The history behind Hyundai and Mirae’s Asiana Airlines grab from Kumho
The sale of Asiana Airlines is an emotional one for the Kumho conglomerate and its home city of Gwangju, but ties with the South Korean southern city will continue.
Tuesday’s announcement that Hyundai Development Company is the preferred bidder for a controlling stake in South Korea’s Asiana Airlines brings one of the country’s most talked-about recent acquisitions closer to completion.
Hyundai leads a consortium, alongside brokerage Mirae Asset Daewoo, which offered KRW2.5 trillion ($2.15 billion) for a combination of the 31.05% stake held by top shareholder Kumho Industrial, plus new shares to be issued by Asiana.
They beat a rival bid from a group led by Aekyung, which owns budget airline Jeju Air, which is reported to have bid KRW2 trillion, though Euromoney has not been able to confirm this.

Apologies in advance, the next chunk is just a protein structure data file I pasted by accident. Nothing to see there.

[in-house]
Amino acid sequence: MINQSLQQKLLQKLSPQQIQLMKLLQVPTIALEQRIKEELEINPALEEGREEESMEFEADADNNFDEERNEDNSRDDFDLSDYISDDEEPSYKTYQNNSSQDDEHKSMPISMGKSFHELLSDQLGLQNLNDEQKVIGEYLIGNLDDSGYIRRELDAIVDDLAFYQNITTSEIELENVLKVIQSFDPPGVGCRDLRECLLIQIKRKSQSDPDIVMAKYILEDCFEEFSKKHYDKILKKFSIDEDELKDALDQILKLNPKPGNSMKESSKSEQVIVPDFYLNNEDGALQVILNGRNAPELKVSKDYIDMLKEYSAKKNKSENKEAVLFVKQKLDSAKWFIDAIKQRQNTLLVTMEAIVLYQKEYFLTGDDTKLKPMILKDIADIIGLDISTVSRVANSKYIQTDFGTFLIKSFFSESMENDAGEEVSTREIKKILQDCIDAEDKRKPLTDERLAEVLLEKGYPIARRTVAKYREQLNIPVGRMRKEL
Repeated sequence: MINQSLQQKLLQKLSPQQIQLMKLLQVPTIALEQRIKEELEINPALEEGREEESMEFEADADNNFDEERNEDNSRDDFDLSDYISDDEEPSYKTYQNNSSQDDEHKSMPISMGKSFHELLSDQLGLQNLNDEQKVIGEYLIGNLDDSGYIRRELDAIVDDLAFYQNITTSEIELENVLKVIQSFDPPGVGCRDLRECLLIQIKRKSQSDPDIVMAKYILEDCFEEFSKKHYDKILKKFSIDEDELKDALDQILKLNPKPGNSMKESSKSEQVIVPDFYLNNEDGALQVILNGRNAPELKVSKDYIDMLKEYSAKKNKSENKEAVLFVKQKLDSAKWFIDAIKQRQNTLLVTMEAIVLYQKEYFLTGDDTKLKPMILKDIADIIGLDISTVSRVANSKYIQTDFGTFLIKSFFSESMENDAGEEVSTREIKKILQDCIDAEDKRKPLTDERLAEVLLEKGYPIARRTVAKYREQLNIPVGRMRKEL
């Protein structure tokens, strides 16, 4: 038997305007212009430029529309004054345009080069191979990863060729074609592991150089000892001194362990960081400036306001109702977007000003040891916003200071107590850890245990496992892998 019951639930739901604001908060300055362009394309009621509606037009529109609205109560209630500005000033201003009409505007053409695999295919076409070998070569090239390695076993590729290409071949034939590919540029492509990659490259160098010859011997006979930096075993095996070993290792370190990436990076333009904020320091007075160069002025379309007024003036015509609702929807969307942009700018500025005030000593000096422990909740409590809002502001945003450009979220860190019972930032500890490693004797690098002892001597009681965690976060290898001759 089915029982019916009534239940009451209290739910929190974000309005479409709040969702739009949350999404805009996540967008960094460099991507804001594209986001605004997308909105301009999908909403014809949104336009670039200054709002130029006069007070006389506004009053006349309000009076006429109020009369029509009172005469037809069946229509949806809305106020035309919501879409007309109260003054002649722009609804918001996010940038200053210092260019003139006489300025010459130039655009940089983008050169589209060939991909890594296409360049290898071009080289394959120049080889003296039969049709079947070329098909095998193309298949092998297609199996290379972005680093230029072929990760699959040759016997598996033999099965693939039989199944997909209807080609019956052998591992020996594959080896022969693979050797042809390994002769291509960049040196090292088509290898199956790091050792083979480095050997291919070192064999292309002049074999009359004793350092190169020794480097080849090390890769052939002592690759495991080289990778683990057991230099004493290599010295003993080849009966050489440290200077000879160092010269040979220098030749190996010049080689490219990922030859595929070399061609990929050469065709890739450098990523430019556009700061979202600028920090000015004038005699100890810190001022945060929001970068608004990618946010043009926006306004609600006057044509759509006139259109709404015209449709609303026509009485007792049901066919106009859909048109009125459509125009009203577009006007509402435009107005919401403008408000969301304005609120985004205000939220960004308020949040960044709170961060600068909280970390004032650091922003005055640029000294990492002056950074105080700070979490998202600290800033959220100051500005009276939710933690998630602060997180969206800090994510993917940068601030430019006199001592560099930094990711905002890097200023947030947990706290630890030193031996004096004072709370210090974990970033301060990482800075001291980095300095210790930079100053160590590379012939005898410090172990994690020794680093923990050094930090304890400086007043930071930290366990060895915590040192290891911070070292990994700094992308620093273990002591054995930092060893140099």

The sale of Asiana has attracted widespread attention in Seoul, perhaps because airlines carry a curious sense of national identity and because pretty much every consumer is familiar with them.
However, there’s more to it than that: it’s a deal rich with sub-plots.
The sale has been forced upon the Kumho group, historically one of South Korea’s leading chaebols with interests across automotive, logistics, industrial and chemical sectors, among others.
After the Asian financial crisis, Kumho was one of the strongest conglomerates in the country, but it used its financial strength of the time unwisely, buying Daewoo Engineering & Construction, which was laden with debt.